In a first, J&K Govt maps habitat of critically-endangered snow leopard

“The study is a pre-requisite to plan effective strategies for long-term management and conservation of the snow leopard, its prey species and habitats,” he said.

ARIF SHAFI WANI
Srinagar, Publish Date: Oct 15 2018 1:51AM | Updated Date: Oct 15 2018 9:26AM
In a first, J&K Govt maps habitat of critically-endangered snow leopardPicture courtesy: Intesar Suhail (Wildlife deptt)

With an objective to save the existing population of critically-endangered snow leopard, the Jammu and Kashmir government has conducted maiden mapping of its habitat to evolve long-term conservation measures in the Valley.

Snow leopard was recently included by the union ministry of environment among 10 critically-endangered animals which are on the verge of extinction in Jammu and Kashmir. The snow leopard is mostly found in its bastion—the upper reaches of Ladakh. However, the latest study has found its prevalence in various areas of the mountainous state. 

“We have for the first time documented potential distribution of snow leopard in Kashmir. This will help a long way to further initiate research and conservation initiatives,” scientist and head, division of wildlife sciences, Sher-e-Kashmir University of Agricultural Sciences Kashmir, DrKhursheed Ahmad told Greater Kashmir.

The study was conducted by the division of wildlife sciences, SKUAST Kashmir in collaboration with the Wildlife Trust of India and department of wildlife protection, J&K under the pioneer study funded by the International Snow Leopard Trust. 

DrKhurshid, who is also principal investigator of the project, said the research was initiated with an aim to establish the first baseline information on the status and distribution of snow leopard and its prey in Kashmir region.

“The study is a pre-requisite to plan effective strategies for long-term management and conservation of the snow leopard, its prey species and habitats,” he said.

Snow leopard is one of the most elusive and rare wild animal species. The state of Jammu and Kashmir, with a potential habitat of 77,800-km2, is the largest continuous habitat for the snow leopard in India, occupying 60 percent of its national distribution range.

“Thus, the State needs to play a critical role in the conservation of this charismatic species in India. While there have been significant developments in research and conservation initiatives on snow leopard in Ladakh, basic understanding of the distribution of snow leopard and its prey remains poor for the Kashmir region,” DrKhurshid added.

The study states that Gurez, Tulail and Sindh are high potential Snow Leopard distribution areas whereas Kajinag is a moderately potential snow leopard site.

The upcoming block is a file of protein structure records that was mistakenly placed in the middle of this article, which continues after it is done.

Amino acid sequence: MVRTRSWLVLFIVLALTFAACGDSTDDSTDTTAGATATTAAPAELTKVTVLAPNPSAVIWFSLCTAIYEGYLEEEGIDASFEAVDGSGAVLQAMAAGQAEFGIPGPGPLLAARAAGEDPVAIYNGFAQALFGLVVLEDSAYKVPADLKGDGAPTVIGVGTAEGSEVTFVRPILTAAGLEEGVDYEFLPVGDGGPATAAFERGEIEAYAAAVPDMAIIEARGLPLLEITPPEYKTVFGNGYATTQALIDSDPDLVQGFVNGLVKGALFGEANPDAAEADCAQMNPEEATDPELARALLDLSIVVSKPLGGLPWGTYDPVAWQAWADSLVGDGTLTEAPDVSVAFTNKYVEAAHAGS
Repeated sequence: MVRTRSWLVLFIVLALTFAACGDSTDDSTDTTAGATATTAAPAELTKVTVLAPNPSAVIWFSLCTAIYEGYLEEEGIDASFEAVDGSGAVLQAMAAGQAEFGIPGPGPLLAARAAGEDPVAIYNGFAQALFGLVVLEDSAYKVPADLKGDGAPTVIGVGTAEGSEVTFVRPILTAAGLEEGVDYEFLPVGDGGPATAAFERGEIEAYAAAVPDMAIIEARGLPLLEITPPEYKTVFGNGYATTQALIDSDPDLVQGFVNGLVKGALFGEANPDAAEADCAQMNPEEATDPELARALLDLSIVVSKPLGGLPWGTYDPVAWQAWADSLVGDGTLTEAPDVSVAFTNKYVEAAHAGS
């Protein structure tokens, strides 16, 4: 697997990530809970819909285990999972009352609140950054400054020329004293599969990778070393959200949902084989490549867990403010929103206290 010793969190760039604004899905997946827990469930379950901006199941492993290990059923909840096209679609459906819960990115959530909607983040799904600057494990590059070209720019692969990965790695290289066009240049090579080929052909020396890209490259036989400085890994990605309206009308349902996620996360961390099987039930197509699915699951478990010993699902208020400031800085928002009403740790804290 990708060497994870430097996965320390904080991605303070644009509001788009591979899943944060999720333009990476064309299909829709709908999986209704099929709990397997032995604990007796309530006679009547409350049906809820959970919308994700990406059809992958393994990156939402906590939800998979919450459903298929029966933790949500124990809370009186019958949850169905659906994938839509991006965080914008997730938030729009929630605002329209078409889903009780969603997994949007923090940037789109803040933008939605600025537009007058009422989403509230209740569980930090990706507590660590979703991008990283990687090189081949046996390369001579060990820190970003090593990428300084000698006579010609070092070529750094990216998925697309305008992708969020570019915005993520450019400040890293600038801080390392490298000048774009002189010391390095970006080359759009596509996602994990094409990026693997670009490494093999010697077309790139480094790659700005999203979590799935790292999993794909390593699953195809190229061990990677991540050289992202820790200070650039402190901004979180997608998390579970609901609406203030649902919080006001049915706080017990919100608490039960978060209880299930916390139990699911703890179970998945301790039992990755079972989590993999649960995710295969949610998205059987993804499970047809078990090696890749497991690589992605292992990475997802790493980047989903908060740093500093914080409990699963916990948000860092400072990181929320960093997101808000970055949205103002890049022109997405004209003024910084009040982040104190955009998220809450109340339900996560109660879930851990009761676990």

The Gurez, Tulail and Sindh being connected to the Trans-Himalayas, country’s best snow leopard area, further increase its importance in snow leopard conservation, it says.

“The major prey species for the snow leopard in Gurez-Tulail and Sindh are ibex, musk deer and marmots whereas Kajinag offers markhor and musk deer as the snow leopard prey,” DrKhurshid said.

“Livestock grazing accompanied with herders and the herding dogs is happening across these Snow Leopard habitats, disturbing the prey species. It was surprising to see the contrasting effects of prevailing security situation on Snow Leopard. In areas such as Sindh, shepherds used to hire hunters to kill Snow Leopard for livestock depredation, which has reduced due to security concern. But in Gurez-Tulail which is close to Line of Control, construction of military bunkers and other infrastructure have disturbed the Snow Leopard habitat resulting in decline of endangered species,” he said. 

“Our preliminary survey confirmed the presence of snow leopard in Gurez-Tulail and Sindh valleys of the Kashmir region. Retaliatory killings of snow leopard due to livestock depredation, poaching, construction of security establishments in snow leopard habitats, habitat fragmentation are some of the major threats to snow leopard survival in Kashmir,” said Riyaz Ahmad, project head  Mountain Ungulate Project (J&K), Wildlife Trust of India

He said the absence of wildlife department in Gurez-Tulail encourages poaching. “Awareness and involvement of the major stake-holders such as local community, government forces and migratory herders (Bakarwals) will be crucial to save this rare species,” he said.

The state government had in 2010 started work on an ambitious project to save the existing population of the endangered Snow Leopard in its bastion, Ladakh.

Regional Wildlife Warden, Rashid Naqash, said the baseline study on population distribution of snow leopard will help in formulating long-term conservation plans. “We can use the baseline study and incorporate it in ongoing and future conservation plans to save the existing population of snow leopards in the state,” he added.

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